Scrub Clearing on Braunton Burrows

Braunton Burrows facebook site published the following:

It’s that time of year down on the Burrows when scrub clearing works are taking place. Christie Estates works with Natural England to agree areas that are in need of management. They are carried out in the Autumn to avoid disturbing nesting birds.

This year the most intensive works are taking place in Zone 1, on the boundary of the golf course. Regular walkers in this area will be aware of how dense the scrub has grown in this area over the past 10 years through lack of management. Clearance work in this section of the Burrows will open up the ground so that it can then be grazed by livestock (which will keep the scrub levels down) to encourage the dune turf and reduce the need for further mechanical scrape work.

The principal plant being targeted is Sea Buckthorn, with its distinctive orange berries on show at this time of year. This plant was originally introduced in the 1950s to stabilise the sand, but it is a non-native invasive species (while common in some coastal areas in the southeast of the UK, it was specifically introduced here in the southwest). Its prolific spread crowds out the growth of smaller plants and flowers for which the Burrows is internationally renowned, as reflected in its UNESCO Biosophere and Site of Scientific Interest status.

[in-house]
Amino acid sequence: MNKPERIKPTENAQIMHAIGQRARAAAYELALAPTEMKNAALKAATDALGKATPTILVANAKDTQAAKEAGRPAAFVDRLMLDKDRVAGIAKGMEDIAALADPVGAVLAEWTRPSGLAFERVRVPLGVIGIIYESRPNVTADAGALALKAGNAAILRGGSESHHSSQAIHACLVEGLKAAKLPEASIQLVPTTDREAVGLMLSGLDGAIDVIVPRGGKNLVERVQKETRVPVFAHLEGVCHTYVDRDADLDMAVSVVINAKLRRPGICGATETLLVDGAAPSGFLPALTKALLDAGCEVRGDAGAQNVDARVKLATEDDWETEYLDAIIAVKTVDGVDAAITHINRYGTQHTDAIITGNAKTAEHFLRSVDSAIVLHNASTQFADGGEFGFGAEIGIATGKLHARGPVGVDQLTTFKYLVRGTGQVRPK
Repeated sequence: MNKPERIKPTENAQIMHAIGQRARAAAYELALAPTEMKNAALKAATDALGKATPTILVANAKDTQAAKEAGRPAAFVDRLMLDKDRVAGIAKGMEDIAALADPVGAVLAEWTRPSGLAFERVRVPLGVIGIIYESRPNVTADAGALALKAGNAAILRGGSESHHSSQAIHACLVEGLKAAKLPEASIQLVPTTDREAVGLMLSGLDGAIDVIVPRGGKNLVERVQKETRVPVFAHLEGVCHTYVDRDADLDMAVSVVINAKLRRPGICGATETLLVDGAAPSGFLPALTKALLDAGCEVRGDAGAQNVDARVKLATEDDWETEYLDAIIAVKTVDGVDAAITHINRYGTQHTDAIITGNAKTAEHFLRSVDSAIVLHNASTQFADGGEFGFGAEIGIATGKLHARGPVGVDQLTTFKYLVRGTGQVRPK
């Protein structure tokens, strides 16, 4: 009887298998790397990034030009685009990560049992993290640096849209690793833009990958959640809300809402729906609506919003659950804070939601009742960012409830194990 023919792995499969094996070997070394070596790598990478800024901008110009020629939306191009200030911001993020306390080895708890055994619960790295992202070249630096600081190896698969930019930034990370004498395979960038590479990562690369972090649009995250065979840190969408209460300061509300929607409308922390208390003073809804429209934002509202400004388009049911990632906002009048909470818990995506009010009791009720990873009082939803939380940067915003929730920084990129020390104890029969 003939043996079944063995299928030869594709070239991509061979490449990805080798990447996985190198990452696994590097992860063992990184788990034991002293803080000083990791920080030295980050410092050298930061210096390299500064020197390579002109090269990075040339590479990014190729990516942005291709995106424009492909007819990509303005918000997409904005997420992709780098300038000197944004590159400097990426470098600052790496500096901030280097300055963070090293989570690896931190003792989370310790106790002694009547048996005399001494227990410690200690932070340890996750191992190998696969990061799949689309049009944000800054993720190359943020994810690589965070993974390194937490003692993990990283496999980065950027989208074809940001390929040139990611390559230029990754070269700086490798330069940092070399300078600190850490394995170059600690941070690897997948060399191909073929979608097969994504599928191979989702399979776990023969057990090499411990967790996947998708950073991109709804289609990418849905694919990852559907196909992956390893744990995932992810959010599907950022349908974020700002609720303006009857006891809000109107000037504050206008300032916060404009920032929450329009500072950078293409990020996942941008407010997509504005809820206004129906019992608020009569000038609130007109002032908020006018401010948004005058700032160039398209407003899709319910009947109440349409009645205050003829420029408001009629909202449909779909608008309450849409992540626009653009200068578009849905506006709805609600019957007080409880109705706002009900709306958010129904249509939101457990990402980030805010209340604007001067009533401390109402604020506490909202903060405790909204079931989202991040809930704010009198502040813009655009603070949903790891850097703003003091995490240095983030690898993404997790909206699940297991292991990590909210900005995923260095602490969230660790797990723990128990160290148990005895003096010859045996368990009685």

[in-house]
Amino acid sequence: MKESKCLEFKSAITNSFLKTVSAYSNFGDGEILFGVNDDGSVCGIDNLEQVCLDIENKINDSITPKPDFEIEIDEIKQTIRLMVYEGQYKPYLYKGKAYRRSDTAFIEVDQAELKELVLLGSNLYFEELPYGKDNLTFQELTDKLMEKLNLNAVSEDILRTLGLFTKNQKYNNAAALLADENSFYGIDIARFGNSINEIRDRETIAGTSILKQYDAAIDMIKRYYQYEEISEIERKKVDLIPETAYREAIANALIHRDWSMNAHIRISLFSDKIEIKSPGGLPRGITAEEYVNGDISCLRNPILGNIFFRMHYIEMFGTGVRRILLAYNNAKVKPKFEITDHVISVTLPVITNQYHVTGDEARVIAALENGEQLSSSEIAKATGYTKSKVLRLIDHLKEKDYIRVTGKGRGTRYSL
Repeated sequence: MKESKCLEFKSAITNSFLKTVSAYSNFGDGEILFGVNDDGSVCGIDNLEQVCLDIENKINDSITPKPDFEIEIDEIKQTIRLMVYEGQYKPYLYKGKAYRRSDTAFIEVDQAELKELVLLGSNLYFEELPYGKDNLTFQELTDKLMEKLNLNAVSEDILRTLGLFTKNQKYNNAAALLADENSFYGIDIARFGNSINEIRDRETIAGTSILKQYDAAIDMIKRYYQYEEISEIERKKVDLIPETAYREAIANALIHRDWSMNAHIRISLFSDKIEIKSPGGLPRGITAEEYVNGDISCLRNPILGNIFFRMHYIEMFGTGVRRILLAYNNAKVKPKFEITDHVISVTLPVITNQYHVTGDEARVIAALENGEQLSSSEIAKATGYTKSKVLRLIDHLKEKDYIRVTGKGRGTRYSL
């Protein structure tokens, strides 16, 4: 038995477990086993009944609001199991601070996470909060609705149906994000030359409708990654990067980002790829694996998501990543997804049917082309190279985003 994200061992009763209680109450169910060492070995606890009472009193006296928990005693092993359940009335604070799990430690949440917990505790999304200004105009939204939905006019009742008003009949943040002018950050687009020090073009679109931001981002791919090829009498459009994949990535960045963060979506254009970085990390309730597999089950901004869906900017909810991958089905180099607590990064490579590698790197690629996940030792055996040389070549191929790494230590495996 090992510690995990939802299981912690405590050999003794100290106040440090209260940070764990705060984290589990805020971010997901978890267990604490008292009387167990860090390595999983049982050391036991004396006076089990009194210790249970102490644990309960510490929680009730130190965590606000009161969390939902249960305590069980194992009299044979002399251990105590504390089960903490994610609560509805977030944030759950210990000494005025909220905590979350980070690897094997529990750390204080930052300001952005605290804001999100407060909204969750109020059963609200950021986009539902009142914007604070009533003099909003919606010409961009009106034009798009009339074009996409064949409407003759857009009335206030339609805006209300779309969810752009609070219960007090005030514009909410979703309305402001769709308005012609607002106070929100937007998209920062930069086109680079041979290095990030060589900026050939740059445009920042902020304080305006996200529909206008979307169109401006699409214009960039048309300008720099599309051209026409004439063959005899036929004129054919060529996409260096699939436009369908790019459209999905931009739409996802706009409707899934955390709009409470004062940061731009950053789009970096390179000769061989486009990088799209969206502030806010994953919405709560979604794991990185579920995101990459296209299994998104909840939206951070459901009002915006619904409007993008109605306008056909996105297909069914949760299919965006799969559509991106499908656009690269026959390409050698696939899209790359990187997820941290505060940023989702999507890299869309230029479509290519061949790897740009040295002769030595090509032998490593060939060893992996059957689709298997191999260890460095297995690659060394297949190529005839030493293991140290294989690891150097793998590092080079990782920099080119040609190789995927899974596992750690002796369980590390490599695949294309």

Said to be the favourite food of Pegasus, the winged horse from Greek mythology, Sea Buckthorn berries are also a tasty treat for local birds, the seeds then ‘deposited’ elsewhere on the Burrows where new plants inevitably grow.

After the scrub has been scraped it is piled up ready for burning and the smoke of these fires is also a feature of this time of year. As always, coming into Autumn, these works can appear to be rather excessive and indiscriminate, but they do follow a detailed plan. The ugly appearance is only temporary and as early as next summer the cleared areas will be looking all the better for the works as new growth will see flowers and small plants prosper once more on these spots.

So while this part of the picture isn’t too easy on the eye, the whole picture of conservation on the Burrows and the benefits it will bring for the wildlife is much more rosy.

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